Go Back   Motorcycle Forum > Motorcycle.Com General Discussion > Motorcycle News > Old News > Suzuki News

Reply
 
Thread Tools
Old 10-25-2001, 10:35 AM   #31
starvingstudent
Founding Member
 
Join Date: Nov 2001
Posts: 486
Default Re: turbo is not like 2 stroke

> turbos are NOT an ideal solution on a motorcycle in tight corners.



Yeah, well neither is V-boost, and the V-Max seems to be doing just fine. Musclebikes appeal to a very different group than SV650s or CBR600s.
starvingstudent is offline   Reply With Quote

Sponsored Links Remove Advertisements
Motorcycle Forum
Advertisement
Old 10-25-2001, 11:16 AM   #32
SeanAlexander
Founding Member
 
SeanAlexander's Avatar
 
Join Date: Nov 2001
Location: Newport Coast, CA
Posts: 1,538
Default Re: Boost King, Eat My Dust

Sounds fun...but the re-inforced (heavier) chassis and bigger wheels/tires that would be required, not to mention the increased rotational inertias, etc... would destroy the handling anyway.
__________________
I thought I'd found true happiness in my personal bath body bar.... Then I tried DOVE! with 1/4 moisturizing cream!!!
SeanAlexander is offline   Reply With Quote
Old 10-25-2001, 11:46 AM   #33
jmeyn
Founding Member
 
jmeyn's Avatar
 
Join Date: Nov 2001
Posts: 780
Default Re: Boost King, Eat My Dust

1) You're talking lbs/HP; I'm talking pounds thrust to pounds of weight. The Hayabusa with a 150# rider and full of gas would be about 625# or 1.8 lb/hp. Add the rider and fuel to your figures and see what comes up.

2) I didn't say it was impossible to manage, just difficult. At no point can the rider open the throttle all the way on the supercharged Hayabusa without flipping or burning.

3) I'm talking street. On the track, it's a blast!
jmeyn is offline   Reply With Quote
Old 10-25-2001, 11:57 AM   #34
jmeyn
Founding Member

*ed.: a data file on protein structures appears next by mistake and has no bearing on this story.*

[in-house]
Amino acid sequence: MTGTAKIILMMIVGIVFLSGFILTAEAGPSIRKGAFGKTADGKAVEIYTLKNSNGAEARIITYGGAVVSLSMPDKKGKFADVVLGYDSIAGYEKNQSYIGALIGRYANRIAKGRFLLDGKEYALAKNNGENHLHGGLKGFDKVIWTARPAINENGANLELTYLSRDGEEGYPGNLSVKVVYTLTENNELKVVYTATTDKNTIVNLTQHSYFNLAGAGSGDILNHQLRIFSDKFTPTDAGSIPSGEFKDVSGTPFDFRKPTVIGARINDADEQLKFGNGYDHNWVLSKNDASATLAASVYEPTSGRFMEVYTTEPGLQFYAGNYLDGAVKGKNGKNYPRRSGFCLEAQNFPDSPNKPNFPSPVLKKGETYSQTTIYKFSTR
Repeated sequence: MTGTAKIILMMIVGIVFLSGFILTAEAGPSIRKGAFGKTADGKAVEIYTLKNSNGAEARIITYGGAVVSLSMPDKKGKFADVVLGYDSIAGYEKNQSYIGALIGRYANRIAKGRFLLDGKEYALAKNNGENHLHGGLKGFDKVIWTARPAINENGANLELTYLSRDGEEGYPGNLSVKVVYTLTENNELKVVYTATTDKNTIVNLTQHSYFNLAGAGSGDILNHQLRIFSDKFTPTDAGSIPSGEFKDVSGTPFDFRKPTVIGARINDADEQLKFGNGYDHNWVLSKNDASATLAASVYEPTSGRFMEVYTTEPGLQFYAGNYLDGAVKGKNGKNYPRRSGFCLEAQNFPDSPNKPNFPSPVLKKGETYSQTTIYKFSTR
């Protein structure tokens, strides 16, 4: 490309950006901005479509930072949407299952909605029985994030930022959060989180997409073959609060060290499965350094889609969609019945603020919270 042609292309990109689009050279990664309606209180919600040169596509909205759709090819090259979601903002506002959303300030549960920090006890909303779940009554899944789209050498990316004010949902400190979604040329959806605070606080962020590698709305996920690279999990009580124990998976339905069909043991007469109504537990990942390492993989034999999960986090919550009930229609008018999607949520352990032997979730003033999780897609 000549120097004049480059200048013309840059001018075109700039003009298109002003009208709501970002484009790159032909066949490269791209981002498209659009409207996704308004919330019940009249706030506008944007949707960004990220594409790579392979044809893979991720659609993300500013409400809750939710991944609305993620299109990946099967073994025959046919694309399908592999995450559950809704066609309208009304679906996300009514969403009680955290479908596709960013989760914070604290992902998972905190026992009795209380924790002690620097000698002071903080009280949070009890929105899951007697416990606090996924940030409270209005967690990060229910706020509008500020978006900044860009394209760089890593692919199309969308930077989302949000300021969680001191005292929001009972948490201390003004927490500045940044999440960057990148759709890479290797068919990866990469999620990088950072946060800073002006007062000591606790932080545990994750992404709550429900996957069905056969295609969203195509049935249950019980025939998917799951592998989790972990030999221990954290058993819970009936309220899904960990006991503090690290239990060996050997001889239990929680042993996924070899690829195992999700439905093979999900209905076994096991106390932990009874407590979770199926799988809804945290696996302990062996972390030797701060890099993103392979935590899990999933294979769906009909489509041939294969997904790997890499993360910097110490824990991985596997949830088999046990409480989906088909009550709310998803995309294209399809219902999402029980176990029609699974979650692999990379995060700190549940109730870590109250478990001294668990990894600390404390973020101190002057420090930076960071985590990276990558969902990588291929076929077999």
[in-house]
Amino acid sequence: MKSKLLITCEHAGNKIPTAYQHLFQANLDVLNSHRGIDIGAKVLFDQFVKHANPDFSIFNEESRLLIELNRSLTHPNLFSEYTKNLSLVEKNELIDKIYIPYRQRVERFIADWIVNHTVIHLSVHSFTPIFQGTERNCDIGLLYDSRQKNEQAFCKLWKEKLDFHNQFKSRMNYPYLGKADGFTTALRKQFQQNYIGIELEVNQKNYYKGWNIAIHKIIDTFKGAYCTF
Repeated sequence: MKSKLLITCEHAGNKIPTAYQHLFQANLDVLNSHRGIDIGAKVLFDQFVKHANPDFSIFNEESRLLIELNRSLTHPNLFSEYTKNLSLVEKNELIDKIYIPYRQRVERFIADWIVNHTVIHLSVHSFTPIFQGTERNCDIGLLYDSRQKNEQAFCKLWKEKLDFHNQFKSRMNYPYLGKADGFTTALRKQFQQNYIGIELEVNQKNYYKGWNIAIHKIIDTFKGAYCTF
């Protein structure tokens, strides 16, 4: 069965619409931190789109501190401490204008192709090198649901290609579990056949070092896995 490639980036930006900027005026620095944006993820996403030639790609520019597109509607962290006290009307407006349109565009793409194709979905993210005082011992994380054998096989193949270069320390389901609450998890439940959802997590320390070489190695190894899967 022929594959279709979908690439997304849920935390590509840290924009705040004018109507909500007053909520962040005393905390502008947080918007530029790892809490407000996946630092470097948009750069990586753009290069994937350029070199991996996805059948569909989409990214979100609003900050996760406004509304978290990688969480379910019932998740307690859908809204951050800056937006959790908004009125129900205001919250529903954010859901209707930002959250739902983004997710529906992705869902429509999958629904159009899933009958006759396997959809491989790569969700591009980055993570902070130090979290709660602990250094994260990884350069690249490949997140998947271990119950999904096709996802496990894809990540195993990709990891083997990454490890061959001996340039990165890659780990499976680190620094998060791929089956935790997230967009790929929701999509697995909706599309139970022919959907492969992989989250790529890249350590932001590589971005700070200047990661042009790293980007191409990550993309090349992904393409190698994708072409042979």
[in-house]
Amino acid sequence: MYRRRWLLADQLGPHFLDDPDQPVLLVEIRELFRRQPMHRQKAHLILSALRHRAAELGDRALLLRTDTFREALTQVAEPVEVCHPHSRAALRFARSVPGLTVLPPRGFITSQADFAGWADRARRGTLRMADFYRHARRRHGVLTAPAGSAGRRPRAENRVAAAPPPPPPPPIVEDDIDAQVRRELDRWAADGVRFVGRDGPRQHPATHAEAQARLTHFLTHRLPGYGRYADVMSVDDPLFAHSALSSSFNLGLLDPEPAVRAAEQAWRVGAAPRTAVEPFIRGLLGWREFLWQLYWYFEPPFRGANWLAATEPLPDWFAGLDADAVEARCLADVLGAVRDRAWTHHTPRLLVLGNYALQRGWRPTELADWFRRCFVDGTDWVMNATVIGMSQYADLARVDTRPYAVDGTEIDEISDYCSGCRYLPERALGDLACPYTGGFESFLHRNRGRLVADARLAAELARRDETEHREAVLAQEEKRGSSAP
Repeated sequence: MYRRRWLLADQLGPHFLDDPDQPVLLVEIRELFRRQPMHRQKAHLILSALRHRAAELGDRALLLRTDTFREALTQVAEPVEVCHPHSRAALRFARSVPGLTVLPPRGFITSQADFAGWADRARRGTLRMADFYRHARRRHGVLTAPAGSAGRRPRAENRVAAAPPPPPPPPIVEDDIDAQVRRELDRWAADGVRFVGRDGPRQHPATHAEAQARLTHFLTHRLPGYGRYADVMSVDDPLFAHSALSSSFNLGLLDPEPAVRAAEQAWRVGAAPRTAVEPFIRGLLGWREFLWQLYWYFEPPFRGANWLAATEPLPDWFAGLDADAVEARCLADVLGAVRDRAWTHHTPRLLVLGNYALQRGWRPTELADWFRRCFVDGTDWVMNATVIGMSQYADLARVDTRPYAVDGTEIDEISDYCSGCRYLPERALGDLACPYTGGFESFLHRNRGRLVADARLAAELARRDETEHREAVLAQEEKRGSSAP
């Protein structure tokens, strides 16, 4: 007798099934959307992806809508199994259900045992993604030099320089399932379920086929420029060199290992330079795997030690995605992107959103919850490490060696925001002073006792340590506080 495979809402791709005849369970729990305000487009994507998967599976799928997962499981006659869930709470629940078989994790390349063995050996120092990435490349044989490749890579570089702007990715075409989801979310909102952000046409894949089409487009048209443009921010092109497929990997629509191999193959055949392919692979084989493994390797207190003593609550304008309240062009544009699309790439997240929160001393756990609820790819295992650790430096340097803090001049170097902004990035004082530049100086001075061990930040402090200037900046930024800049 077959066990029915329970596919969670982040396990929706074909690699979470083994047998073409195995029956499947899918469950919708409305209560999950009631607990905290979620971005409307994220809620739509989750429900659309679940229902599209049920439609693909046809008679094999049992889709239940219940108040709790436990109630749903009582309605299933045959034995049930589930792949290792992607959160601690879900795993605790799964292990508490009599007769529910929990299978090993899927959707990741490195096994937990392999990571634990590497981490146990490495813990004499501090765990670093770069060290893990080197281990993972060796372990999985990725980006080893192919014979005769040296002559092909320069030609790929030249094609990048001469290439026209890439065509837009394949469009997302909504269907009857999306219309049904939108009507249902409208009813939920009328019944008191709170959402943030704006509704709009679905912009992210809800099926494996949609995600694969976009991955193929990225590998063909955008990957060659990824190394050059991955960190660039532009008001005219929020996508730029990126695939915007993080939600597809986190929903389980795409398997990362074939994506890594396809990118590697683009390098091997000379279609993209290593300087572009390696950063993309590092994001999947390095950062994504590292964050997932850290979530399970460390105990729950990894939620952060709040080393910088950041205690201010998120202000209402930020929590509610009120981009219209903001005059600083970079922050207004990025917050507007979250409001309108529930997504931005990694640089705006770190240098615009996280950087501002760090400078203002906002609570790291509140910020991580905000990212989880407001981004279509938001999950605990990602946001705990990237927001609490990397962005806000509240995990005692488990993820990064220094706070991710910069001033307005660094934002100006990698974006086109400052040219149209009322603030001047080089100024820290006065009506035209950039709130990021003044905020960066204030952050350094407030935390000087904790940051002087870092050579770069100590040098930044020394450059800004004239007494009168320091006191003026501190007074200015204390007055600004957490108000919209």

jmeyn's Avatar
 
Join Date: Nov 2001
Posts: 780
Default Re: Boost King, Eat My Dust

That sort of goes for the Hayabusa, too. I assumed it had to be heavier than the stock one in my calculations. Look at that awesome rear tire !

But moderate boost on a light bike aimed at optimizing to power curve sounds wonderful to me. It doesn't hurt emissions or fuel mileage much and could actually smooth out power delivery with careful design.
jmeyn is offline   Reply With Quote
Old 10-25-2001, 02:21 PM   #35
jackbird
Founding Member
 
Join Date: Nov 2001
Posts: 78
Default Motorcycle Land Speed Record kind of talk

I have noticed aerodynamic drag increases as to the cube of speed increases. Since horsepower is torque times speed, dividing speed out from both sides of the equation makes the torque required to drive a vehicle through tires on the ground go up as the square of the speed increase. Twice as fast requires four times the torque.

The normal maximum torque force a tire can exert against the ground is the weight on the tire times the coefficient of friction of the tire on the surface.

This has limited the top speed of all who have tried for that record.

I have a great solution, and a design that gets around this problem. If there is anyone else out there interested in actually for real getting the motorcycle unlimited speed record, please let me know if you want a solution that works and is not terribly expensive.
jackbird is offline   Reply With Quote